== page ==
Nation & World

U.S. 'no' to intervention leaves Russia in control

WASHINGTON — American officials on Thursday ended speculation that the U.S. military might come to the rescue of Georgia's beleaguered government, confirming Russia's virtual takeover of the former Soviet republic and heralding Moscow's reemergence as the dominant power in eastern Europe.

"I don't see any prospect for the use of military force by the United States in this situation. Is that clear enough?" Secretary of Defense Robert Gates told reporters in his first public comments since the crisis began Aug. 7.

"The empire strikes back," said Ariel Cohen, a Russia expert at the conservative Heritage Foundation in Washington, D.C.

Gates' comments came just 24 hours after President Bush dramatically announced in a televised White House appearance that American military aircraft and ships would be dispatched to carry humanitarian aid to Georgia and that the U.S. was expecting unfettered access to Georgia' ports and airports.

But Bush apparently had spoken out of turn, before Turkey, which by treaty controls access to the Black Sea, had agreed, and on Thursday, Pentagon officials said they doubted that U.S. naval vessels would be dispatched.

In Georgia, Russian troops held their positions in Gori, refusing passage to anyone wanting to travel either west or north from the strategic central Georgian city. Occasional explosions could be heard, apparently from mortar rounds, but there was no open fighting between the Russians and bedraggled Georgian soldiers who sat in trucks waiting for permission to re-enter the city.

Russian officers joked that they could race to Tbilisi, the Georgian capital, just 40 miles away, if they wished, but they'd been given no such order.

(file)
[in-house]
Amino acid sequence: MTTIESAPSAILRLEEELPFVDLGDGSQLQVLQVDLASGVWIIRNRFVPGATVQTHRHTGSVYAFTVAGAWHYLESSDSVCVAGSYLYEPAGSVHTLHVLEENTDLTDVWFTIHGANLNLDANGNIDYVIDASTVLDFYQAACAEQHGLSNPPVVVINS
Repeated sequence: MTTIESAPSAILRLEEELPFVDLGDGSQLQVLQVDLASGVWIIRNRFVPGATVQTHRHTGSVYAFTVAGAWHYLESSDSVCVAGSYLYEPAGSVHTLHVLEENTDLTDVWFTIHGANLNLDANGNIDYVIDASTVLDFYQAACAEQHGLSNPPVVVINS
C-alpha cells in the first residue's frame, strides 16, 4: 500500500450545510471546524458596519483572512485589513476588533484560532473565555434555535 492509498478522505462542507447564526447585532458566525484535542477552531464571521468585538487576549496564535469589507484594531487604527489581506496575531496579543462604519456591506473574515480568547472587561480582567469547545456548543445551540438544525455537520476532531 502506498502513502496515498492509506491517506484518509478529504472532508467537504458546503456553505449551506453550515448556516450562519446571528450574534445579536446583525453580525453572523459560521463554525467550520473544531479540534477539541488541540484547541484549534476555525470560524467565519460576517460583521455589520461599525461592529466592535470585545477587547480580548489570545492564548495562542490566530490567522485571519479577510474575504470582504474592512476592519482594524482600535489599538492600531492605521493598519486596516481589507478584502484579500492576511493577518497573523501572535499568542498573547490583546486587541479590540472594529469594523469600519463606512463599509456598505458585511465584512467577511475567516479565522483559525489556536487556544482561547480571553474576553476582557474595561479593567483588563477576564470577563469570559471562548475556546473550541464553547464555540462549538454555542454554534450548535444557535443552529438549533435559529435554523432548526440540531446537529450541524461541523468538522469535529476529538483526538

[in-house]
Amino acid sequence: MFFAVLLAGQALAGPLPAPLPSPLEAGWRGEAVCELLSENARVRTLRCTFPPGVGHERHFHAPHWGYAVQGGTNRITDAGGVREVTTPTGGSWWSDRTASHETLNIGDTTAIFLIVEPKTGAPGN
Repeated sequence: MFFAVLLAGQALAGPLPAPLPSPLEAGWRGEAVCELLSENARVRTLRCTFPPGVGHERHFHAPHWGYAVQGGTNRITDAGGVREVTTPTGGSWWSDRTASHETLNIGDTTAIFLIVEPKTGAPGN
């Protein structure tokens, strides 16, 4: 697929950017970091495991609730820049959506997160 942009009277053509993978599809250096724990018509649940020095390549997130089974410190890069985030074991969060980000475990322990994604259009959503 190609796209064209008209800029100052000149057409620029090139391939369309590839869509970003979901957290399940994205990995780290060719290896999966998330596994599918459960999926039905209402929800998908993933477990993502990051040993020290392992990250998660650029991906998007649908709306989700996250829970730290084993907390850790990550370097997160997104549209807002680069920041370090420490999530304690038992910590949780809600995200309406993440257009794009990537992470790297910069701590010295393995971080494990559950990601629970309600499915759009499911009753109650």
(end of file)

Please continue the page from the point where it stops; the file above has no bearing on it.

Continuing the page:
In Moscow, Russian Foreign Minister Sergei Lavrov rejected any references to preserving Georgia's "territorial integrity" and the deputy chief of staff of the Russian military said "there would be a change of geography" involving Georgia's primary port on the Black Sea.

Elsewhere, Poland, a former Soviet satellite that in the 1980s imposed martial law to fend off a threat of a Soviet invasion, reached agreement with the United States to base missiles there, something Russia has vigorously opposed.

The agreement also pledges the United States to come to Poland's defense should another country attempt a military move. The pledge was largely symbolic — Poland already has such a promise as a member of NATO — but symbolism might be important just one week shy of the 40th anniversary of when Soviet tanks rolled into Czechoslovakia to end a liberal pro-West government there.

Polish Prime Minister Donald Tusk called the agreement "a step toward real security for Poland in the future."

The developments alarmed some experts, who warned that the Kremlin appears intent on restoring the regional dominance it exerted during the Soviet era and might be attempting to seize de facto control over Georgia and a vital oil pipeline.

Gates, who for years was the CIA's top Soviet analyst, said he believed Russia's movements in Georgia are part of an effort by Russian leaders to "reassert their international status."

Many Georgians interviewed Thursday said they saw American intervention as their sole remaining chance at avoiding Russian domination. They spoke of the United States with an admiration rarely heard in many parts of the world; several pleaded with a McClatchy reporter to tell them when help was coming.